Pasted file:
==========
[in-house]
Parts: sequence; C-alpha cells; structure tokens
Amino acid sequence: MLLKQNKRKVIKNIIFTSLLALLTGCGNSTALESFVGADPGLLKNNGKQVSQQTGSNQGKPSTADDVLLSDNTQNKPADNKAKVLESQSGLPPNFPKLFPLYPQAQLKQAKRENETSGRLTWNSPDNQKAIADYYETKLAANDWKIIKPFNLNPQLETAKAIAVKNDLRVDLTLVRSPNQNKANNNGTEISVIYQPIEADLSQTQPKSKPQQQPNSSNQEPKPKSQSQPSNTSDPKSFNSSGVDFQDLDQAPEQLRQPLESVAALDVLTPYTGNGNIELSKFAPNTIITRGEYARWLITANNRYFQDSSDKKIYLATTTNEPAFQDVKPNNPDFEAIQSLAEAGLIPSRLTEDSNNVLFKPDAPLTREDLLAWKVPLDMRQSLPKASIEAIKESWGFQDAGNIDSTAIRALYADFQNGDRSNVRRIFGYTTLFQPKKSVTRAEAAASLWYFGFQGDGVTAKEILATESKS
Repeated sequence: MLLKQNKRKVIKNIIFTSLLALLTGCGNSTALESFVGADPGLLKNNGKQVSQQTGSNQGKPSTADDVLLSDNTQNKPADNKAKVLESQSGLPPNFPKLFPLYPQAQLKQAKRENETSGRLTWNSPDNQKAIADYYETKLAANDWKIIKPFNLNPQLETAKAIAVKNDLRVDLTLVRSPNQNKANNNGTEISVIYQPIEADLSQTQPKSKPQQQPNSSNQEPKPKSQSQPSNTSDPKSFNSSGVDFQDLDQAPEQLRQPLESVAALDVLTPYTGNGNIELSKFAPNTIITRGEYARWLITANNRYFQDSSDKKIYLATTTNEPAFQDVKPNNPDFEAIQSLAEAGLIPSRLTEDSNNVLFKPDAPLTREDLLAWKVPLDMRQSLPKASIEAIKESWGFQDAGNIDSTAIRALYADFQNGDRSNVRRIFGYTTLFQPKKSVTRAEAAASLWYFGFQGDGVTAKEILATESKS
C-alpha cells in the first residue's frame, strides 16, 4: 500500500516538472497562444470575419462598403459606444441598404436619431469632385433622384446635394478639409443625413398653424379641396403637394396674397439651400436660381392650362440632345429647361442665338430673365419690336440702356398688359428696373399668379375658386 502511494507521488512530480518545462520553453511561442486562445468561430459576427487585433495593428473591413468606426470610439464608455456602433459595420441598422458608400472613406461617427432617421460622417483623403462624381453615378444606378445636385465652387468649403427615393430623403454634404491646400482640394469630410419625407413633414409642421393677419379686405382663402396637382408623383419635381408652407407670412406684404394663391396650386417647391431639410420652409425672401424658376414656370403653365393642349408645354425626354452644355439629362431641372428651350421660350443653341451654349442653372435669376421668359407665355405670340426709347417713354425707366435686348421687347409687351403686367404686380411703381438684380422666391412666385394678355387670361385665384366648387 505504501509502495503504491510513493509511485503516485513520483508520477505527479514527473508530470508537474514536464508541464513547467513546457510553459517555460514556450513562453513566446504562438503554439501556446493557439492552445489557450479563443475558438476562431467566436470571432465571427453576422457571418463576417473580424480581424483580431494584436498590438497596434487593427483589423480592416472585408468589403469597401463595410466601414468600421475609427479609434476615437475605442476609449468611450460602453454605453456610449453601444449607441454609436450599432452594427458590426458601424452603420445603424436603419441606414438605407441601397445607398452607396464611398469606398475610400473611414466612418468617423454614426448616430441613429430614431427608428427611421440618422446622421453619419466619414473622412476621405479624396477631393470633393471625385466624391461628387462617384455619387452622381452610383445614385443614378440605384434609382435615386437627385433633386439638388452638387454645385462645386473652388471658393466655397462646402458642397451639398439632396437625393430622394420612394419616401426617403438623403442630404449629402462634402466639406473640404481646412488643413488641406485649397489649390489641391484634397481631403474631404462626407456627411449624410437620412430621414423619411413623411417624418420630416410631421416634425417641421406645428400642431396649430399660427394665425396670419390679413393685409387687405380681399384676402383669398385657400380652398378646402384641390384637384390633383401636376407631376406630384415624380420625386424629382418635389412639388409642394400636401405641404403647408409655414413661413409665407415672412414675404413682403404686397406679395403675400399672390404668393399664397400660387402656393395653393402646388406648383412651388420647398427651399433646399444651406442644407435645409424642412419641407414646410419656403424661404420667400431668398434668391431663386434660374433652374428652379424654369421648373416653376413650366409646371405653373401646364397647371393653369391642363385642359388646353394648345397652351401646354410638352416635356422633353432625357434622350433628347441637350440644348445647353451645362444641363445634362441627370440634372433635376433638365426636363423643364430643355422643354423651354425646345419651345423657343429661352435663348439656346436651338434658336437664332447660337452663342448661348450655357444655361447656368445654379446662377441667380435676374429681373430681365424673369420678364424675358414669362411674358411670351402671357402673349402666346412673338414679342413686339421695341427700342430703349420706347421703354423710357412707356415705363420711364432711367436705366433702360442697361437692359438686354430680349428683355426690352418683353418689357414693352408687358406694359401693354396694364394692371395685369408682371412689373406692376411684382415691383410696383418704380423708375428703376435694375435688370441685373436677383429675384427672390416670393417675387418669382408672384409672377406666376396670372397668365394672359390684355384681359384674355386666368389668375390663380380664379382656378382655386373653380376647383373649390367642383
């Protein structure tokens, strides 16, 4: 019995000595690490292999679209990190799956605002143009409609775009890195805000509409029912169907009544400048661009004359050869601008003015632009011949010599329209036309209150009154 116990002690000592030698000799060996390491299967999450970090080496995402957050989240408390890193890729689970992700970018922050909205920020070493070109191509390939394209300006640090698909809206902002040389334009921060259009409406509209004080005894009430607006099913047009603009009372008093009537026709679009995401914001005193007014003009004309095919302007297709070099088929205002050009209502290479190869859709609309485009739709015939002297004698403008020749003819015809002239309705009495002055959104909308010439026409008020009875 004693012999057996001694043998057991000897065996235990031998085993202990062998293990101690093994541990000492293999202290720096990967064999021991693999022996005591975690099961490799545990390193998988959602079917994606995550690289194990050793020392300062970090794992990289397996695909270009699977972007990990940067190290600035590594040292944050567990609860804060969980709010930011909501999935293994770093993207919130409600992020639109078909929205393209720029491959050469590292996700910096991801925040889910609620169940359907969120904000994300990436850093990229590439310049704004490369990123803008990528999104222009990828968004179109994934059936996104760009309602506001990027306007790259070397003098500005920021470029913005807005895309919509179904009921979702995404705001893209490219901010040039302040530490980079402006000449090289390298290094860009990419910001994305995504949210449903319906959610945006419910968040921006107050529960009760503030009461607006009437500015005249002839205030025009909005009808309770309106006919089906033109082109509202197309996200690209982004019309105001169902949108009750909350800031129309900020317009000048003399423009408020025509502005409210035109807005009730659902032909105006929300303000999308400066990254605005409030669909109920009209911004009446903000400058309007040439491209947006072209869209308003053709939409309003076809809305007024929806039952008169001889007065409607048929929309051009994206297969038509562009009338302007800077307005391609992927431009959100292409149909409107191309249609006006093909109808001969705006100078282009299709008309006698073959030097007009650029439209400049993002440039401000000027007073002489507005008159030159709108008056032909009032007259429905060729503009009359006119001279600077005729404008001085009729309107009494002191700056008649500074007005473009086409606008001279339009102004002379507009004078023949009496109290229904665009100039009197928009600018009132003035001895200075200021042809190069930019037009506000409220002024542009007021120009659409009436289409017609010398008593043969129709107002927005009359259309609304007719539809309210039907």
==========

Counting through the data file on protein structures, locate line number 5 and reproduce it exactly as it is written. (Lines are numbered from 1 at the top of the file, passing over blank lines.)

C-alpha cells in the first residue's frame, strides 16, 4: 500500500516538472497562444470575419462598403459606444441598404436619431469632385433622384446635394478639409443625413398653424379641396403637394396674397439651400436660381392650362440632345429647361442665338430673365419690336440702356398688359428696373399668379375658386 502511494507521488512530480518545462520553453511561442486562445468561430459576427487585433495593428473591413468606426470610439464608455456602433459595420441598422458608400472613406461617427432617421460622417483623403462624381453615378444606378445636385465652387468649403427615393430623403454634404491646400482640394469630410419625407413633414409642421393677419379686405382663402396637382408623383419635381408652407407670412406684404394663391396650386417647391431639410420652409425672401424658376414656370403653365393642349408645354425626354452644355439629362431641372428651350421660350443653341451654349442653372435669376421668359407665355405670340426709347417713354425707366435686348421687347409687351403686367404686380411703381438684380422666391412666385394678355387670361385665384366648387 505504501509502495503504491510513493509511485503516485513520483508520477505527479514527473508530470508537474514536464508541464513547467513546457510553459517555460514556450513562453513566446504562438503554439501556446493557439492552445489557450479563443475558438476562431467566436470571432465571427453576422457571418463576417473580424480581424483580431494584436498590438497596434487593427483589423480592416472585408468589403469597401463595410466601414468600421475609427479609434476615437475605442476609449468611450460602453454605453456610449453601444449607441454609436450599432452594427458590426458601424452603420445603424436603419441606414438605407441601397445607398452607396464611398469606398475610400473611414466612418468617423454614426448616430441613429430614431427608428427611421440618422446622421453619419466619414473622412476621405479624396477631393470633393471625385466624391461628387462617384455619387452622381452610383445614385443614378440605384434609382435615386437627385433633386439638388452638387454645385462645386473652388471658393466655397462646402458642397451639398439632396437625393430622394420612394419616401426617403438623403442630404449629402462634402466639406473640404481646412488643413488641406485649397489649390489641391484634397481631403474631404462626407456627411449624410437620412430621414423619411413623411417624418420630416410631421416634425417641421406645428400642431396649430399660427394665425396670419390679413393685409387687405380681399384676402383669398385657400380652398378646402384641390384637384390633383401636376407631376406630384415624380420625386424629382418635389412639388409642394400636401405641404403647408409655414413661413409665407415672412414675404413682403404686397406679395403675400399672390404668393399664397400660387402656393395653393402646388406648383412651388420647398427651399433646399444651406442644407435645409424642412419641407414646410419656403424661404420667400431668398434668391431663386434660374433652374428652379424654369421648373416653376413650366409646371405653373401646364397647371393653369391642363385642359388646353394648345397652351401646354410638352416635356422633353432625357434622350433628347441637350440644348445647353451645362444641363445634362441627370440634372433635376433638365426636363423643364430643355422643354423651354425646345419651345423657343429661352435663348439656346436651338434658336437664332447660337452663342448661348450655357444655361447656368445654379446662377441667380435676374429681373430681365424673369420678364424675358414669362411674358411670351402671357402673349402666346412673338414679342413686339421695341427700342430703349420706347421703354423710357412707356415705363420711364432711367436705366433702360442697361437692359438686354430680349428683355426690352418683353418689357414693352408687358406694359401693354396694364394692371395685369408682371412689373406692376411684382415691383410696383418704380423708375428703376435694375435688370441685373436677383429675384427672390416670393417675387418669382408672384409672377406666376396670372397668365394672359390684355384681359384674355386666368389668375390663380380664379382656378382655386373653380376647383373649390367642383